SOLID Principle in ProgrammingThe SOLID principles are a set of guidelines for writing maintainable and scalable software. They are:
- Single Responsibility Principle (SRP)
- Open-Closed Principle (OCP)
- Liskov Substitution Principle (LSP)
- Interface Segregation Principle (ISP)
- Dependency Inversion Principle (DIP)
Single Responsibility Principle (SRP):A class should have only one reason to change. The Single Responsibility Principle (SRP) states that a class should have only one reason to change. This means that a class should have a single, well-defined responsibility and should only have the necessary methods and data to fulfil that responsibility.
For example, let's say you have a class called "Order" that represents an order in an e-commerce application. The Order class might have the following responsibilities:
- Storing information about the order (e.g. customer information, items in the order, total cost)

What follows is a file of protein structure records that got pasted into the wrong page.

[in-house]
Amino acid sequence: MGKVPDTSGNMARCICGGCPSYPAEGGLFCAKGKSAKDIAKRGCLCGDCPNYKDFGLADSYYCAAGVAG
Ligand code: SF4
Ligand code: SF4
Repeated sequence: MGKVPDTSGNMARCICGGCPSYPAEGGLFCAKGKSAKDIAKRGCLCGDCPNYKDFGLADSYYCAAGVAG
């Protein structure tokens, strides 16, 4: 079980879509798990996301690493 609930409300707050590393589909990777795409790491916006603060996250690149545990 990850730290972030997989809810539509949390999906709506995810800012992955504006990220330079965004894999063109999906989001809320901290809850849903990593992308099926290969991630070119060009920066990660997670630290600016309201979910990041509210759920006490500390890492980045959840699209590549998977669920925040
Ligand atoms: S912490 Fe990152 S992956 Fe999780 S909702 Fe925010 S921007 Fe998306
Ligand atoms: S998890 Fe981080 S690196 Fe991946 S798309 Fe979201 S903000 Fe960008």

- Calculating the total cost of the order
- Persisting the order to a database
- Sending an email to the customer to confirm the order
- An "Order" class that only stores information about the order
- A "OrderCalculator" class that only calculates the total cost of the order
- An "OrderPersistor" class that only persists the order to a database
- An "EmailSender" class that only sends an email to the customer
Open-Closed Principle (OCP):A class should be open for extension but closed for modification. The Open-Closed Principle (OCP) states that a class should be open for extension but closed for modification. This means that a class should be designed in such a way that it can be extended to add new functionality without modifying its existing code. One way to achieve this is by using inheritance and polymorphism. For example, let's say you have a class called "Shape" that represents a shape in a drawing application. The Shape class might have a method called "Draw" that is used to draw the shape on the screen.